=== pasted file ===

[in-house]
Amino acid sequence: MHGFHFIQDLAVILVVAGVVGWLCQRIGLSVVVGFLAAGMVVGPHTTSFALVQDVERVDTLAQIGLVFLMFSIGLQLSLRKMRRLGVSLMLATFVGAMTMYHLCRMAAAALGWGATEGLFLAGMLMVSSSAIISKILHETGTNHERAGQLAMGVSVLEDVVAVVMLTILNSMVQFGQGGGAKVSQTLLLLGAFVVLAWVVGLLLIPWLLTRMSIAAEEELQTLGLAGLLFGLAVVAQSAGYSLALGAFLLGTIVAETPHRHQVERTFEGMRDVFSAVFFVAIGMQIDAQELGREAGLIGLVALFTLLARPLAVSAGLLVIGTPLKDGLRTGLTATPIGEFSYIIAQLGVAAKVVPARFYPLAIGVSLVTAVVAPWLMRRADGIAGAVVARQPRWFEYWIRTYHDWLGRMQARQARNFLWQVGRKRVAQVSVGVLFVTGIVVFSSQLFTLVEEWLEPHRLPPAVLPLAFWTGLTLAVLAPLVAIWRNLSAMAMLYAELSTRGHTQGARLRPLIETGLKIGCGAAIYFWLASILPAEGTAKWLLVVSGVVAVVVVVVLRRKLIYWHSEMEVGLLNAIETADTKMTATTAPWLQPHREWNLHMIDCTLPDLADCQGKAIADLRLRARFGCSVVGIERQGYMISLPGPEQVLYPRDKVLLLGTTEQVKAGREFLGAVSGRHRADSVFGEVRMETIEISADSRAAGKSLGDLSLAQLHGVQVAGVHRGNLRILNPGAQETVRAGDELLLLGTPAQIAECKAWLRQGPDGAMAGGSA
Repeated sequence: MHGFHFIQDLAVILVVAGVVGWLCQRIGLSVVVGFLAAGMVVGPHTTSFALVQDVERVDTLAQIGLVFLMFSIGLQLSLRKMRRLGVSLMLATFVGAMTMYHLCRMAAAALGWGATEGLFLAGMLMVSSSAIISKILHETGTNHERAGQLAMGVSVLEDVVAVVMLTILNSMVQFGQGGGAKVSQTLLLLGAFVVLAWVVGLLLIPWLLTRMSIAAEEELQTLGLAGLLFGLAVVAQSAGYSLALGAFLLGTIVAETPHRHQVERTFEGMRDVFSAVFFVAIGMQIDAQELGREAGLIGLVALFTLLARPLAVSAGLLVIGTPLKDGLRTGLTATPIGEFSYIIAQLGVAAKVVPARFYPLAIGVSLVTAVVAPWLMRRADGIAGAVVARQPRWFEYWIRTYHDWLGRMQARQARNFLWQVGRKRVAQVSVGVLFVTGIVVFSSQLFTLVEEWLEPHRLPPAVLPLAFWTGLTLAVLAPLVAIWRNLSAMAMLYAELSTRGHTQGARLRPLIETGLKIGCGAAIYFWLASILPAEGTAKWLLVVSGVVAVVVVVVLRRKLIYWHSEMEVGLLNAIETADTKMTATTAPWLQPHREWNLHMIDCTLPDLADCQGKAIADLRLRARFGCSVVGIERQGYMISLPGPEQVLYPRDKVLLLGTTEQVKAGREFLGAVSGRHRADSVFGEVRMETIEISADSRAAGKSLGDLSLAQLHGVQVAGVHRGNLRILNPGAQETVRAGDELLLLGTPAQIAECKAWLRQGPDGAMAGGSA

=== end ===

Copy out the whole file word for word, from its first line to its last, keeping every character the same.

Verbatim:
[in-house]
Amino acid sequence: MHGFHFIQDLAVILVVAGVVGWLCQRIGLSVVVGFLAAGMVVGPHTTSFALVQDVERVDTLAQIGLVFLMFSIGLQLSLRKMRRLGVSLMLATFVGAMTMYHLCRMAAAALGWGATEGLFLAGMLMVSSSAIISKILHETGTNHERAGQLAMGVSVLEDVVAVVMLTILNSMVQFGQGGGAKVSQTLLLLGAFVVLAWVVGLLLIPWLLTRMSIAAEEELQTLGLAGLLFGLAVVAQSAGYSLALGAFLLGTIVAETPHRHQVERTFEGMRDVFSAVFFVAIGMQIDAQELGREAGLIGLVALFTLLARPLAVSAGLLVIGTPLKDGLRTGLTATPIGEFSYIIAQLGVAAKVVPARFYPLAIGVSLVTAVVAPWLMRRADGIAGAVVARQPRWFEYWIRTYHDWLGRMQARQARNFLWQVGRKRVAQVSVGVLFVTGIVVFSSQLFTLVEEWLEPHRLPPAVLPLAFWTGLTLAVLAPLVAIWRNLSAMAMLYAELSTRGHTQGARLRPLIETGLKIGCGAAIYFWLASILPAEGTAKWLLVVSGVVAVVVVVVLRRKLIYWHSEMEVGLLNAIETADTKMTATTAPWLQPHREWNLHMIDCTLPDLADCQGKAIADLRLRARFGCSVVGIERQGYMISLPGPEQVLYPRDKVLLLGTTEQVKAGREFLGAVSGRHRADSVFGEVRMETIEISADSRAAGKSLGDLSLAQLHGVQVAGVHRGNLRILNPGAQETVRAGDELLLLGTPAQIAECKAWLRQGPDGAMAGGSA
Repeated sequence: MHGFHFIQDLAVILVVAGVVGWLCQRIGLSVVVGFLAAGMVVGPHTTSFALVQDVERVDTLAQIGLVFLMFSIGLQLSLRKMRRLGVSLMLATFVGAMTMYHLCRMAAAALGWGATEGLFLAGMLMVSSSAIISKILHETGTNHERAGQLAMGVSVLEDVVAVVMLTILNSMVQFGQGGGAKVSQTLLLLGAFVVLAWVVGLLLIPWLLTRMSIAAEEELQTLGLAGLLFGLAVVAQSAGYSLALGAFLLGTIVAETPHRHQVERTFEGMRDVFSAVFFVAIGMQIDAQELGREAGLIGLVALFTLLARPLAVSAGLLVIGTPLKDGLRTGLTATPIGEFSYIIAQLGVAAKVVPARFYPLAIGVSLVTAVVAPWLMRRADGIAGAVVARQPRWFEYWIRTYHDWLGRMQARQARNFLWQVGRKRVAQVSVGVLFVTGIVVFSSQLFTLVEEWLEPHRLPPAVLPLAFWTGLTLAVLAPLVAIWRNLSAMAMLYAELSTRGHTQGARLRPLIETGLKIGCGAAIYFWLASILPAEGTAKWLLVVSGVVAVVVVVVLRRKLIYWHSEMEVGLLNAIETADTKMTATTAPWLQPHREWNLHMIDCTLPDLADCQGKAIADLRLRARFGCSVVGIERQGYMISLPGPEQVLYPRDKVLLLGTTEQVKAGREFLGAVSGRHRADSVFGEVRMETIEISADSRAAGKSLGDLSLAQLHGVQVAGVHRGNLRILNPGAQETVRAGDELLLLGTPAQIAECKAWLRQGPDGAMAGGSA